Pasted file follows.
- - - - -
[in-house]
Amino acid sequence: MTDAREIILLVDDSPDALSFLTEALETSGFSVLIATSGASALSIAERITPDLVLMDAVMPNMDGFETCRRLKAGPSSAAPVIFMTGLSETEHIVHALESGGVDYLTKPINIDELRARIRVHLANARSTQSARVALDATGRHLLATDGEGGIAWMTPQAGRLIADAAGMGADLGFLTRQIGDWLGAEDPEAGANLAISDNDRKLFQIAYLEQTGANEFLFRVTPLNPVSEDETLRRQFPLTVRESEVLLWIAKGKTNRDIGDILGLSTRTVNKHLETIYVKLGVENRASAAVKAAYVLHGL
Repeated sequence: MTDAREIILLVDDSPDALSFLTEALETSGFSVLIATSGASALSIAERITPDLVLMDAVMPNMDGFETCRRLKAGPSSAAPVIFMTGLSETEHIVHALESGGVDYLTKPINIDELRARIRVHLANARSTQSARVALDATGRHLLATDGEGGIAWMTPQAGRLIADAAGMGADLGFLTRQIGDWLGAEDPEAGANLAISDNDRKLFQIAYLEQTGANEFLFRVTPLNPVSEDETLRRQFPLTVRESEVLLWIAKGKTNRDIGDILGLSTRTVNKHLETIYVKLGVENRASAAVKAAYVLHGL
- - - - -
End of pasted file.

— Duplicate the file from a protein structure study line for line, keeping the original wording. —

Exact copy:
[in-house]
Amino acid sequence: MTDAREIILLVDDSPDALSFLTEALETSGFSVLIATSGASALSIAERITPDLVLMDAVMPNMDGFETCRRLKAGPSSAAPVIFMTGLSETEHIVHALESGGVDYLTKPINIDELRARIRVHLANARSTQSARVALDATGRHLLATDGEGGIAWMTPQAGRLIADAAGMGADLGFLTRQIGDWLGAEDPEAGANLAISDNDRKLFQIAYLEQTGANEFLFRVTPLNPVSEDETLRRQFPLTVRESEVLLWIAKGKTNRDIGDILGLSTRTVNKHLETIYVKLGVENRASAAVKAAYVLHGL
Repeated sequence: MTDAREIILLVDDSPDALSFLTEALETSGFSVLIATSGASALSIAERITPDLVLMDAVMPNMDGFETCRRLKAGPSSAAPVIFMTGLSETEHIVHALESGGVDYLTKPINIDELRARIRVHLANARSTQSARVALDATGRHLLATDGEGGIAWMTPQAGRLIADAAGMGADLGFLTRQIGDWLGAEDPEAGANLAISDNDRKLFQIAYLEQTGANEFLFRVTPLNPVSEDETLRRQFPLTVRESEVLLWIAKGKTNRDIGDILGLSTRTVNKHLETIYVKLGVENRASAAVKAAYVLHGL